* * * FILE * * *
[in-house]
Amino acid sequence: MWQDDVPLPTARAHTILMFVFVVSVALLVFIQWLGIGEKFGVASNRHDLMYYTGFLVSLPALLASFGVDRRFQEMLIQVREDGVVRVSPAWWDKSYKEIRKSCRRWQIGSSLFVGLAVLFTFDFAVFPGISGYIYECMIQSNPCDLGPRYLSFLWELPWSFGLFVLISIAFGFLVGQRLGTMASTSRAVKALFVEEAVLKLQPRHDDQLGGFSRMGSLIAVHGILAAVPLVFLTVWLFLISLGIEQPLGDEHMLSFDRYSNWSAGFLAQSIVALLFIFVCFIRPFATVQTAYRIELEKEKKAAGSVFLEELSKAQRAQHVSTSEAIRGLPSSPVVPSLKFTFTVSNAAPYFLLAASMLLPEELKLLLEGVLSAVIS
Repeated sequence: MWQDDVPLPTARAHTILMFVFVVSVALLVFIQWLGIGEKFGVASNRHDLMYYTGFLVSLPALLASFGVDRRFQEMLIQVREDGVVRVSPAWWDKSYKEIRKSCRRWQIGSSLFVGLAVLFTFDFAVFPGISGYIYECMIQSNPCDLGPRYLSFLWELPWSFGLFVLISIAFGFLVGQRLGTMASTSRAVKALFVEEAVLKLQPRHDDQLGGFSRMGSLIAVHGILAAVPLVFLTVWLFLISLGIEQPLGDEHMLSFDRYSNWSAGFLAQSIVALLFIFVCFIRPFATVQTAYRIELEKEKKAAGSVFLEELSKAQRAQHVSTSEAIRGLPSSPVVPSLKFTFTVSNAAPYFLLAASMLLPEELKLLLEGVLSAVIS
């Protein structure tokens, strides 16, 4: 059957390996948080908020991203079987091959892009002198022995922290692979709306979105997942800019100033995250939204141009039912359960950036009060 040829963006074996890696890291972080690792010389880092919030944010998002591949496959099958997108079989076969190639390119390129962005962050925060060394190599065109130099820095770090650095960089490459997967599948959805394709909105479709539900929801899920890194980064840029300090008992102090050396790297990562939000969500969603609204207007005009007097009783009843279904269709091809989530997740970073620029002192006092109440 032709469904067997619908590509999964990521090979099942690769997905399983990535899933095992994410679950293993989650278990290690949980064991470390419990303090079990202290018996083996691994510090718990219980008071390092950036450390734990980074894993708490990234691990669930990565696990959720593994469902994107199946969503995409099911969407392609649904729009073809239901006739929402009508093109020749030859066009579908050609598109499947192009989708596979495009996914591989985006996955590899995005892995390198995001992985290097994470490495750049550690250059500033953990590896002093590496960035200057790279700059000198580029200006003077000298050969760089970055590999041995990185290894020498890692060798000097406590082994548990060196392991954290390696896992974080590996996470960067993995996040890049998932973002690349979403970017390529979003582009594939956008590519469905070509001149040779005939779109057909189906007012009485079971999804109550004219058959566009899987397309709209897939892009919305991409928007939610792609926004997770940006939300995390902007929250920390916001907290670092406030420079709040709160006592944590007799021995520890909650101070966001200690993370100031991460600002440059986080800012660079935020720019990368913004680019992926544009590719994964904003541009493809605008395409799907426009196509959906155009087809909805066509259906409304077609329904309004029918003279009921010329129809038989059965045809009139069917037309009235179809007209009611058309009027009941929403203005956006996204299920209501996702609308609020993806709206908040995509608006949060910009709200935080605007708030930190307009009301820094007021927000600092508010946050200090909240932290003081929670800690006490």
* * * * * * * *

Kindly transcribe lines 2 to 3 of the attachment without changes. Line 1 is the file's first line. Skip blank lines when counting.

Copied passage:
Amino acid sequence: MWQDDVPLPTARAHTILMFVFVVSVALLVFIQWLGIGEKFGVASNRHDLMYYTGFLVSLPALLASFGVDRRFQEMLIQVREDGVVRVSPAWWDKSYKEIRKSCRRWQIGSSLFVGLAVLFTFDFAVFPGISGYIYECMIQSNPCDLGPRYLSFLWELPWSFGLFVLISIAFGFLVGQRLGTMASTSRAVKALFVEEAVLKLQPRHDDQLGGFSRMGSLIAVHGILAAVPLVFLTVWLFLISLGIEQPLGDEHMLSFDRYSNWSAGFLAQSIVALLFIFVCFIRPFATVQTAYRIELEKEKKAAGSVFLEELSKAQRAQHVSTSEAIRGLPSSPVVPSLKFTFTVSNAAPYFLLAASMLLPEELKLLLEGVLSAVIS
Repeated sequence: MWQDDVPLPTARAHTILMFVFVVSVALLVFIQWLGIGEKFGVASNRHDLMYYTGFLVSLPALLASFGVDRRFQEMLIQVREDGVVRVSPAWWDKSYKEIRKSCRRWQIGSSLFVGLAVLFTFDFAVFPGISGYIYECMIQSNPCDLGPRYLSFLWELPWSFGLFVLISIAFGFLVGQRLGTMASTSRAVKALFVEEAVLKLQPRHDDQLGGFSRMGSLIAVHGILAAVPLVFLTVWLFLISLGIEQPLGDEHMLSFDRYSNWSAGFLAQSIVALLFIFVCFIRPFATVQTAYRIELEKEKKAAGSVFLEELSKAQRAQHVSTSEAIRGLPSSPVVPSLKFTFTVSNAAPYFLLAASMLLPEELKLLLEGVLSAVIS